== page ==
Fire sign Bastian Schweinsteiger from Manchester United

Fire sign Bastian Schweinsteiger from Manchester United

Rumors about Bastian Schweinsteiger have been swirling for months, but the move is finally happening.

Schweinsteiger is coming to the Fire as a designated player. The Chicago Tribune first reported the move.

The 32-year-old German was on Germany's 2014 World Cup winning team and has 121 caps and 24 goals for the national team before retiring from the national team in August.

"Throughout my career, I've always sought opportunities where I hoped to make a positive impact and to help make something great. My move to Chicago Fire is no different," Schweinsteiger said. "Through my conversations with Nelson and Pauno, I'm convinced by the club's vision and philosophy and I want to help them with this project."

He brings a ton of experience and a resume filled with success at every level. The concern now is how healthy he can be. Schweinsteiger hasn't played as much with Manchester United and suffered a knee injury late last season and he hasn't had consistent playing time since.

He played in 18 Premier League matches last season, but seemed to have lost his spot under manager Jose Mourinho. This season he has only appeared in cup matches. In four appearances this season he scored one goal.

Schweinsteiger spent almost all of his previous club career with Bayern Munich. He played more than 300 career games with the German giants, winning eight Bundesliga titles and a Champions League in 2013. He joined Manchester United in July of 2015.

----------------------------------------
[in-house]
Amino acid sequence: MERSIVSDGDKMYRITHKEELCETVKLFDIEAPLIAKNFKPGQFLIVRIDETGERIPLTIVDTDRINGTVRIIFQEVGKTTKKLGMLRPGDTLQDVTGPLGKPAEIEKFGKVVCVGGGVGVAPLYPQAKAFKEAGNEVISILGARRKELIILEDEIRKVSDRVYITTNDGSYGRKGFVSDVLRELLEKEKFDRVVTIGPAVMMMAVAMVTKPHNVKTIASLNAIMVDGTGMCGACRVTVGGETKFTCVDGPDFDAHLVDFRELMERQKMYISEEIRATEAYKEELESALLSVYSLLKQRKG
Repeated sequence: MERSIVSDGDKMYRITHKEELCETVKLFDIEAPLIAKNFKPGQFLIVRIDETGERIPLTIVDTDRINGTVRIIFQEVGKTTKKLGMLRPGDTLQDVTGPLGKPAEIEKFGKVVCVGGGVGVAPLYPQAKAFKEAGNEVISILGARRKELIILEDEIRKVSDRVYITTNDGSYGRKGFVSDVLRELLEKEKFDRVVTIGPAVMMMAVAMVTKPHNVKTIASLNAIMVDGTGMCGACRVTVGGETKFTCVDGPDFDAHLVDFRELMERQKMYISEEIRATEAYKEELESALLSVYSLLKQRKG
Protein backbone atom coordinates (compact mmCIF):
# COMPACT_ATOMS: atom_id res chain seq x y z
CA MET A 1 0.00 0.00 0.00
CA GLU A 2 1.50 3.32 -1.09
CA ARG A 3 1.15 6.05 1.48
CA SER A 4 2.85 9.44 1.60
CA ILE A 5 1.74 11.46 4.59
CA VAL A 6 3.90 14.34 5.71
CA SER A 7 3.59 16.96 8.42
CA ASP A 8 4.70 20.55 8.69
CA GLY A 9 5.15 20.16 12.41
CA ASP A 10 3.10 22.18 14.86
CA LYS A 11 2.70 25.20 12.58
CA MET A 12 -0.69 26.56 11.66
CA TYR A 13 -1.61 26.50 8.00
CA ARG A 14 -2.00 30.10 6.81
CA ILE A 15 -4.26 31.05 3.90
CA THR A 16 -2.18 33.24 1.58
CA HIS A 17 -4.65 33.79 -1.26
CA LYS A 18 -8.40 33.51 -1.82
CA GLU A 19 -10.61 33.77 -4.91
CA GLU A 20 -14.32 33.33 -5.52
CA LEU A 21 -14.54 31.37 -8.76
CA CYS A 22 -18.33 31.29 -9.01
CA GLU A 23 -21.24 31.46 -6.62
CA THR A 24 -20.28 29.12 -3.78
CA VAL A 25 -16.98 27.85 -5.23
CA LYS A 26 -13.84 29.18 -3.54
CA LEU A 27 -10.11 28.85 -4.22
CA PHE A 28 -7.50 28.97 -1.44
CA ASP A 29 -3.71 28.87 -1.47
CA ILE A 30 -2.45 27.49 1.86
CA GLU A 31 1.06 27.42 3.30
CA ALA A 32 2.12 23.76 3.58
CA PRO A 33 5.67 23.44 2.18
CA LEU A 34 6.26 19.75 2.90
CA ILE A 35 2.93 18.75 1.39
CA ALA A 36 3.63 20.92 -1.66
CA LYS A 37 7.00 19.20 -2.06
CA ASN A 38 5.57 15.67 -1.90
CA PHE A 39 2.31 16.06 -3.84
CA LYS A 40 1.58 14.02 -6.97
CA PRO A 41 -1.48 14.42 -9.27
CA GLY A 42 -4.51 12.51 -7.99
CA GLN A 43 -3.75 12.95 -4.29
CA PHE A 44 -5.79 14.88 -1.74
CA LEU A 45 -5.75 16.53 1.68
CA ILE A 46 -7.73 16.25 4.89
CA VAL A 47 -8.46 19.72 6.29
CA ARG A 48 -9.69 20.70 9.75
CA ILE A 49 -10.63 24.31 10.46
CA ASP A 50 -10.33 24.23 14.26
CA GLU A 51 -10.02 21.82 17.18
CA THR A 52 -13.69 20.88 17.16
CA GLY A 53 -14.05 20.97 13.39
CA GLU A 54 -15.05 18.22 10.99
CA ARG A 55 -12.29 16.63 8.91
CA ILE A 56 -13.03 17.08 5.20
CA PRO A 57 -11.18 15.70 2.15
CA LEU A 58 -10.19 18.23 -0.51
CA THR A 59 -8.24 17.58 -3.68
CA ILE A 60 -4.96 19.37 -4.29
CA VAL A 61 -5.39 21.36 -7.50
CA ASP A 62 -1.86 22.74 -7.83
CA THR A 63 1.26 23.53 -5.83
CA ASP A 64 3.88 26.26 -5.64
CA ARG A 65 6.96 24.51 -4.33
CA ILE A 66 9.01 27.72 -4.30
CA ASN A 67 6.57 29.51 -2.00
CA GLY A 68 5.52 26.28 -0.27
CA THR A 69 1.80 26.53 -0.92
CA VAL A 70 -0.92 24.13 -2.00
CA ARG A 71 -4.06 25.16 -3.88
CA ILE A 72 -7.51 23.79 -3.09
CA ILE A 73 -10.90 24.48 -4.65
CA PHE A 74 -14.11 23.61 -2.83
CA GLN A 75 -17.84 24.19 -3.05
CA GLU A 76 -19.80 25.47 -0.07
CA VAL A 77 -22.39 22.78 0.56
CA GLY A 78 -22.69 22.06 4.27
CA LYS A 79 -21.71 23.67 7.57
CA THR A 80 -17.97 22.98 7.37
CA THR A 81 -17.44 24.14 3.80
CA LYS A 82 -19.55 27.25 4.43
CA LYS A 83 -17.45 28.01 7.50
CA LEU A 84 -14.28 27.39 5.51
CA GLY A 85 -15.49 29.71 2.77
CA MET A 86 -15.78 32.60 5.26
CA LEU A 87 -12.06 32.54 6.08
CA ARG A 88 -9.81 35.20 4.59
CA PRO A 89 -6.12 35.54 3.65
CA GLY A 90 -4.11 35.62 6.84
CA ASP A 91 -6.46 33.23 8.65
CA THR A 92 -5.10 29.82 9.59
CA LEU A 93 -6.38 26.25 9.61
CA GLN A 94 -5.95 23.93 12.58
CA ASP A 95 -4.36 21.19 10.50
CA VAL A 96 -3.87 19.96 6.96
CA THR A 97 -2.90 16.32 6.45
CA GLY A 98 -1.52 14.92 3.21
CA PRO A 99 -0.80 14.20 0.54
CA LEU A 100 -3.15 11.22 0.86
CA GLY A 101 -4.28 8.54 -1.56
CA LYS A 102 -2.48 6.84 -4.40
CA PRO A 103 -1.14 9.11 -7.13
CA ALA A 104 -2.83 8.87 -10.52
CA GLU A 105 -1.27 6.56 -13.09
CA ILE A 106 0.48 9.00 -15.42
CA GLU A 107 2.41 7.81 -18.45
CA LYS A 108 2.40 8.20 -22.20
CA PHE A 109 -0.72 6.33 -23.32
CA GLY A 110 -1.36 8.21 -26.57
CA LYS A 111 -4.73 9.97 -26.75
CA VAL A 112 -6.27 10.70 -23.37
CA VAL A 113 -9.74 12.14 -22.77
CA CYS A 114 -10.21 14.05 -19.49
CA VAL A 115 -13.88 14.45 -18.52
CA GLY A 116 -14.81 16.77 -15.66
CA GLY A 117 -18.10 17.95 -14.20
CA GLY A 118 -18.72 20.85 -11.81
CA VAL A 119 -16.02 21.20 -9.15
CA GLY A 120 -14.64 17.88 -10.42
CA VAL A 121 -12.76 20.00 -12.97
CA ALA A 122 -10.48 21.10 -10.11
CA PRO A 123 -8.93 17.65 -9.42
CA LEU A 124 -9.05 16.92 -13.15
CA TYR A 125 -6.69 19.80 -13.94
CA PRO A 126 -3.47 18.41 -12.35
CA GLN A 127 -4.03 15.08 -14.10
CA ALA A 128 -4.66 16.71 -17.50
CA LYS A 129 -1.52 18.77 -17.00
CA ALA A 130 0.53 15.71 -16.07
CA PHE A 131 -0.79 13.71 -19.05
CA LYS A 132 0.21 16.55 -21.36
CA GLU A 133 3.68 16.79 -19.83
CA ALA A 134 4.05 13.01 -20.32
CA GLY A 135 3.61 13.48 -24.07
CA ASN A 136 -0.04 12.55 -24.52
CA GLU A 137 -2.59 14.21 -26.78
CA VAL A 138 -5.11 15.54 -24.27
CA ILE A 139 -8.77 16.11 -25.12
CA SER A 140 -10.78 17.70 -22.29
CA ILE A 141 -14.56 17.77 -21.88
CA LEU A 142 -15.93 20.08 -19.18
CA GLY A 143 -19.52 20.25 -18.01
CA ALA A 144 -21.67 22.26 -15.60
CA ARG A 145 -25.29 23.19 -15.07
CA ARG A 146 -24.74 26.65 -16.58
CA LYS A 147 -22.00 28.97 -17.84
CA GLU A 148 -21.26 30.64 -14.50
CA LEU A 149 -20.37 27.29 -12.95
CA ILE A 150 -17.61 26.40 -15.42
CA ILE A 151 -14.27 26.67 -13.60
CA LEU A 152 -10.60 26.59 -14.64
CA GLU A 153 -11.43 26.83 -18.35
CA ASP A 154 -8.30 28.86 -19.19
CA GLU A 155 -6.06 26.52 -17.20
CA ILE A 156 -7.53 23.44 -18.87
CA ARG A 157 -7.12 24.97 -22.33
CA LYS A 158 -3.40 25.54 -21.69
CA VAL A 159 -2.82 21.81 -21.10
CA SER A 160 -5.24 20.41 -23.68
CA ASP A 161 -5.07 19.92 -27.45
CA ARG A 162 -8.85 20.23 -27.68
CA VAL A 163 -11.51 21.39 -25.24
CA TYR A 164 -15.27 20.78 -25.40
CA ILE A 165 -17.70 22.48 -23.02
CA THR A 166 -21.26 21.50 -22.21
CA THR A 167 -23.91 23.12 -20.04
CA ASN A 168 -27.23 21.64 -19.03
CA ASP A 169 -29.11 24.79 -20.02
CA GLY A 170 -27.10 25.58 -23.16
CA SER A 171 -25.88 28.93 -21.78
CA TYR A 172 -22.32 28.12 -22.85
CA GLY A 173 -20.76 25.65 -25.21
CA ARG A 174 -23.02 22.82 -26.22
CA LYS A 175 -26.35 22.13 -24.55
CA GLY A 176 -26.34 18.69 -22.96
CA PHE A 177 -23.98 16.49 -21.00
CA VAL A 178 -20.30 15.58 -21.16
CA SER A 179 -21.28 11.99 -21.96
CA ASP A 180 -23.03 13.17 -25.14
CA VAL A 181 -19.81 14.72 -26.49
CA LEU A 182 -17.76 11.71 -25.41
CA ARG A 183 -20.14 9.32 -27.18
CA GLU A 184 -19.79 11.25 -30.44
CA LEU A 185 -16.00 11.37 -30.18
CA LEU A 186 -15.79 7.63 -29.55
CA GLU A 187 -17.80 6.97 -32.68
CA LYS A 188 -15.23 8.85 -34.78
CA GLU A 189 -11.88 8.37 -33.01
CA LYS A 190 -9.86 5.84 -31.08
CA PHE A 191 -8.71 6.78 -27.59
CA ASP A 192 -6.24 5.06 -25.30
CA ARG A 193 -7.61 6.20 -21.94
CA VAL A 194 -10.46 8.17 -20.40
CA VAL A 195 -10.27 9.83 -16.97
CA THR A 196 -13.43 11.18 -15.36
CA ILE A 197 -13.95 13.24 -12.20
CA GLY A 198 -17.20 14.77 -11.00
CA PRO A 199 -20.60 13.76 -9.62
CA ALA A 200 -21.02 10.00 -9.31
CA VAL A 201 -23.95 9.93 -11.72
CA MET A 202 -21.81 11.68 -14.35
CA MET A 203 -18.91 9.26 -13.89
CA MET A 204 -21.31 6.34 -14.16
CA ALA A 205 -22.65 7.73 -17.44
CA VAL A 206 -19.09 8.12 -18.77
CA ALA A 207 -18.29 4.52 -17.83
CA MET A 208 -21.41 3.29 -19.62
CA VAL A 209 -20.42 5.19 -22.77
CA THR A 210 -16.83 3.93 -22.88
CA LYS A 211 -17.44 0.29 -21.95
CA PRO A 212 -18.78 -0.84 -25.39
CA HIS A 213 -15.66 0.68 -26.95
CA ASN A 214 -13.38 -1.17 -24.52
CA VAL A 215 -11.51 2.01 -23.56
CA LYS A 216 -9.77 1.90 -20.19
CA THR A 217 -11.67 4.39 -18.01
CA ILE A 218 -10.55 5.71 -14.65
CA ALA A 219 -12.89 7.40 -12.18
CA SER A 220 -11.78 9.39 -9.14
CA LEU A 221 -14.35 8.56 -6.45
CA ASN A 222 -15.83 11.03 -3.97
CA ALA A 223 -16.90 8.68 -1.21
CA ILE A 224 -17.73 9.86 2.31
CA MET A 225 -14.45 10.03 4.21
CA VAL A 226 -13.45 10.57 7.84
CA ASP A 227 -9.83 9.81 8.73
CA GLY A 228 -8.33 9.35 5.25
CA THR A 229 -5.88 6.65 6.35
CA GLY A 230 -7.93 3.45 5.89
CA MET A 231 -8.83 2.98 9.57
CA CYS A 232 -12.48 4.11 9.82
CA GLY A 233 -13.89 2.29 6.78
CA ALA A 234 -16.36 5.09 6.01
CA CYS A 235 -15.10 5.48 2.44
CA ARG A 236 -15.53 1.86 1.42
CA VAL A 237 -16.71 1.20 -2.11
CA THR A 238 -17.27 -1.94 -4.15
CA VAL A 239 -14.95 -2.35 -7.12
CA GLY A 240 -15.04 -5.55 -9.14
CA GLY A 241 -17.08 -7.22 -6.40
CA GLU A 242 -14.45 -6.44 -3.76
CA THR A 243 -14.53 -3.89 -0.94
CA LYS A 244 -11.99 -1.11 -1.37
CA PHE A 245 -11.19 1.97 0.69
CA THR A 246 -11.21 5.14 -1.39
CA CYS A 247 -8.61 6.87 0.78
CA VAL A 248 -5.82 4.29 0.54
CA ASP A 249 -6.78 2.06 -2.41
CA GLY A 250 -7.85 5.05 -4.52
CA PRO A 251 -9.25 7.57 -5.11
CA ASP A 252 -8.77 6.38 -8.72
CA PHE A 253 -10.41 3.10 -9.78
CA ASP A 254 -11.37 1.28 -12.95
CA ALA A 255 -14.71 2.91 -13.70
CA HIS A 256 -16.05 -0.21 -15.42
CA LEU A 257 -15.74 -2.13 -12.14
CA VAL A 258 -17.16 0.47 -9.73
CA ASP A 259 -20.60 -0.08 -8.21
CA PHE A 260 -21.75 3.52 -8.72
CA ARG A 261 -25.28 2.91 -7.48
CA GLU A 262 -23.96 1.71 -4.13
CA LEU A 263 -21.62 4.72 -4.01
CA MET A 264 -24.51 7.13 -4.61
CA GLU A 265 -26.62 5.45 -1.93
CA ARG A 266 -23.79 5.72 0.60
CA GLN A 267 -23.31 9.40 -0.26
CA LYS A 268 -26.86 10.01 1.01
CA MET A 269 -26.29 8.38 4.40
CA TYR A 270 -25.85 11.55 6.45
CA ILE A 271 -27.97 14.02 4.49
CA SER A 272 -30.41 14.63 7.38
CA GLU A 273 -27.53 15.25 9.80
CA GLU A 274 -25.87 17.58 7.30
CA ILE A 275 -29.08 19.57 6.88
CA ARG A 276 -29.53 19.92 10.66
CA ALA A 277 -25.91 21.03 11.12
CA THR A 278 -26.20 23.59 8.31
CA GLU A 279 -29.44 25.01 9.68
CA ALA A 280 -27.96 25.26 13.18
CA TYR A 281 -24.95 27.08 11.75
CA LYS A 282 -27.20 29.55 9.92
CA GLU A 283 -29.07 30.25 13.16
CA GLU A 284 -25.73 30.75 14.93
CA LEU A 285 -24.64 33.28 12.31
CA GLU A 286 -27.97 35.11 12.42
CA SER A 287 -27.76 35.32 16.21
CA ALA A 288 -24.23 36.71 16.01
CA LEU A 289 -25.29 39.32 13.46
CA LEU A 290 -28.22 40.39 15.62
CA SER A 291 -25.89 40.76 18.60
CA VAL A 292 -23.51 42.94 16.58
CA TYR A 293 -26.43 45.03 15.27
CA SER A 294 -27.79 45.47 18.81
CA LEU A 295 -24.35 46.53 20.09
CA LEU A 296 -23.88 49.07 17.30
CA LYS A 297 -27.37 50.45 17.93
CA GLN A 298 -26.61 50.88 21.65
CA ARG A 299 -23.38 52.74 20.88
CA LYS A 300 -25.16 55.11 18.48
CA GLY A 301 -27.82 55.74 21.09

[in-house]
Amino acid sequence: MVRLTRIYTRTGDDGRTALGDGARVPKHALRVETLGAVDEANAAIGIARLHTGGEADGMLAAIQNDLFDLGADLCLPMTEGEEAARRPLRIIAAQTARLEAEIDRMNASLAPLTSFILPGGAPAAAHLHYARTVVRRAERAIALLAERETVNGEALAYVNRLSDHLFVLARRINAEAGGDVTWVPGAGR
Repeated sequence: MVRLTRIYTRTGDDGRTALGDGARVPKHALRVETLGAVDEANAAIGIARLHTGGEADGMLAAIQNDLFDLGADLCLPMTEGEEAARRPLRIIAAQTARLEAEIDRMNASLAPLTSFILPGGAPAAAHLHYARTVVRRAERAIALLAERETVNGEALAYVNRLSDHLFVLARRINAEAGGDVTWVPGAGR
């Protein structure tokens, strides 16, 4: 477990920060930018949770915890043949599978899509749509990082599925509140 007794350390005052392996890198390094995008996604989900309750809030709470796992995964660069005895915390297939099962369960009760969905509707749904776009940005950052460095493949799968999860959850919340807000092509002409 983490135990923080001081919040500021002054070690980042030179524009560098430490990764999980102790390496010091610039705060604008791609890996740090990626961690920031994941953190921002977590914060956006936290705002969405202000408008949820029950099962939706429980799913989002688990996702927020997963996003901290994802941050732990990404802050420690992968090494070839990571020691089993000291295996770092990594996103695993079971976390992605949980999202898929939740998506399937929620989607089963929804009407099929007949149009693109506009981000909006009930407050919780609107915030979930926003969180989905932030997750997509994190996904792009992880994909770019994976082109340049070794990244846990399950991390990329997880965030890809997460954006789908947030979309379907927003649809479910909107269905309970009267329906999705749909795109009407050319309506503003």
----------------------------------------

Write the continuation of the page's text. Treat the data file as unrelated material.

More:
His contract is a one-year deal and the Tribune it is worth $4.5 million with a mutual option for another year.

Schweinsteiger was seen meeting with Fire coach Veljko Paunovic in Manchester in November. The move didn't in the MLS offseason, but the Fire were finally able to secure the deal.

"Having the strongest possible midfield is essential for how we want to play," Paunovic said. "We see Bastian helping our organization of the attack, and impacting the final third build-up with his vision and creativity to produce the final pass, as well as his capacity to score goals. His versatility on the field, and his immense experience at the highest levels of this sport will be a great benefit to our team."

Schweinsteiger is a central midfielder, which makes for some tough decisions ahead for Paunovic. Two of the Fire's three notable offseason acquisitions, U.S. national teamer Dax McCarty and Brazilian Juninho, are both central midfielders. Schweinsteiger typically plays higher up the field than those two, but finding a way to get all three on the field together will require some creativity.

One option would be for Paunovic to go for a 3-5-2 formation with three center mids, something Paunovic tried a few times last season. Another option would be to play Schweinsteiger as an attacking midfielder and see if he can be a playmaker in MLS.

Regardless of the fit, the Fire added a big name player with a top tier resume for the first time since Mexican legend Cuauhtemoc Blanco played for the Fire from 2007-2009.

Dax McCarty ready to 'soak in the moment' in his return to Red Bull Arena

Dax McCarty ready to 'soak in the moment' in his return to Red Bull Arena

When Dax McCarty was traded from the New York Red Bulls to the Chicago Fire in January it was the third time in his 12-year MLS career that he had been traded, but this was the one that affected him the most.

McCarty had been with the Red Bulls for five and a half years, the longest he had been with any team, and leaving New York was not easy for him even though he had been traded before. So when McCarty's new team, the Fire, visit the Red Bulls on Saturday, it won't just be an ordinary game for the 29-year-old midfielder.